The Union Station, at 801 South 10th Street in Omaha, Nebraska, United States, is "one of the finest examples of Art Deco architecture in the Midwest. Designated an Omaha Landmark in 1978, it was listed on the National Register of Historic Places in 1971. The Union Station is also a contributing property to the Omaha Rail and Commerce Historic District. It was America's first Art Deco railroad station, and the completion of the terminal "firmly established Omaha as an important railroad terminus in the Midwest.
The second depot was designed by Chicago architect Charles Frost, and construction began in October, 1898. Completed on December 1, 1899 at a cost of $405,782, the building's façade rose 60 feet above the Tenth Street Viaduct the building faced. It was primarily built from pressed brick made in Omaha, as well as Bedford stone used in the architectural details. A canopy of glass and iron protected passengers from the elements as they entered the station, and three synchronized clocks were visible both day and night from different directions. The tracks had the modern innovation of interlocking switches on all tracks approaching or serving the station.
We have tried to express the distinctive character of the railroad: strength, power, masculinity.|30px|30px|Omaha Union Station Architect Gilbert Stanley Underwood
Designed by Gilbert Stanley Underwood of Los Angeles, the current building features a steel frame structure that is clad with cream-colored glazed terra cotta. Groundbreaking occurred on July 29, 1929, and the building was completed on January 15, 1931. The 124,000-square-foot cost $3.5 million to build. Of the building's design, Underwood was said to have remarked, "We have tried to express the distinctive character of the railroad: strength, power, masculinity. At its dedication, Carl R. Gray, president of the Union Pacific, declared the station to be, "Dedicated by the railways of Omaha to serve, comfort and convenience of the people.
The construction of the station was preceded by the construction of the Burlington Train Station one block away. Within ten years that station was served by seven railroads. Upon its completion, the Union Station became renowned for its technological innovations, including electric luggage conveyor belts, escalators and extensive lighting throughout the building. Simultaneously, patrons and critics alike appreciated the traditional and lavish attributes of the building, including massive women's restrooms, beautiful marble columns and flooring throughout, and deep oak woodwork surrounding every window and door in the station. During its first year, 1.5 million passengers passed through.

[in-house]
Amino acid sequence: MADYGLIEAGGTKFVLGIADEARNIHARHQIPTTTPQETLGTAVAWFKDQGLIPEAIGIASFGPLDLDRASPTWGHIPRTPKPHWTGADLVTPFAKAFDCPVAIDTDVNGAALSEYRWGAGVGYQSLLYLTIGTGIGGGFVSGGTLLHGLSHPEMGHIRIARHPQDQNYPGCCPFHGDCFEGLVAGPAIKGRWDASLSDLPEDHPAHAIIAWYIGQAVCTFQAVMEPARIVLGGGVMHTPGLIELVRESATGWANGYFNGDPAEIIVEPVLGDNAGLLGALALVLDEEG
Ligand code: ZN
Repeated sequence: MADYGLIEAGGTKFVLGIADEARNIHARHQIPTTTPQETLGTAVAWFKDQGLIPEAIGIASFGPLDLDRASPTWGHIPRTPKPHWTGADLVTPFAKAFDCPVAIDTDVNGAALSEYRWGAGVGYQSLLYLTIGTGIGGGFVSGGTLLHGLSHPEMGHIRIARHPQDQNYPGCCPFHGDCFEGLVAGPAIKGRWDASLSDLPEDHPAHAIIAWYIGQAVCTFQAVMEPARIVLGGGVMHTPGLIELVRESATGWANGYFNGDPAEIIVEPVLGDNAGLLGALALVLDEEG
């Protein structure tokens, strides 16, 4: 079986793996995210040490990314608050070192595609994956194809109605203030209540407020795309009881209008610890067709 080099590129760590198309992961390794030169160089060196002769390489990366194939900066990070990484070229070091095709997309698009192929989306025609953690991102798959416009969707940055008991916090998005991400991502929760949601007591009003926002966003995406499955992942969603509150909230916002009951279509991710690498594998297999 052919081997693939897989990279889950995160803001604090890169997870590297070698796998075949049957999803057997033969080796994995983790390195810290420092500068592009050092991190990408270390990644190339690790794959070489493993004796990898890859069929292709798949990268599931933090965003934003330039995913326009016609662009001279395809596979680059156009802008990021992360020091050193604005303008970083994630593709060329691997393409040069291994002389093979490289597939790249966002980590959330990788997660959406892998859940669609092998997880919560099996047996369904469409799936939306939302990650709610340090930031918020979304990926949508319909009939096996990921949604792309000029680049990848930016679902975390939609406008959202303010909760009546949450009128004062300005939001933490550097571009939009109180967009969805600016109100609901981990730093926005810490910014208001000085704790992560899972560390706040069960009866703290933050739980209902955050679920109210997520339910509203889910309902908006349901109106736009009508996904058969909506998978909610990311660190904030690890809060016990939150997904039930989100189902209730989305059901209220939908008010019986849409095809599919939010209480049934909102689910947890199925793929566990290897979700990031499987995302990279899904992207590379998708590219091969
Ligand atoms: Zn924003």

By 1946, 64 steam locomotives were in operation bringing 10,000 passengers daily in and out of the Union Station. However, within a decade everything changed. In 1956 the Chicago and North Western Railroad stopped its line running through Omaha. 1960 saw the exit of Wabash Railroad. In 1965 the Missouri Pacific Railroad and the Chicago Great Western Railway quit running, followed by the Rock Island Railroad in 1969. Passenger service ceased in 1971, and the Union Station was donated to the City of Omaha by the Union Pacific Railroad in 1973.
That year the station quickly became the home of the Durham Western Heritage Museum. The Union Pacific Museum and Archives were also located there. In 1997 the Union Station underwent a renovation that included a 22,000 square foot addition and new climate controls for the museum, and today the building is a contributing property to the Omaha Rail and Commerce Historic District, bordering the Old Market Historic District and Omaha's Little Italy.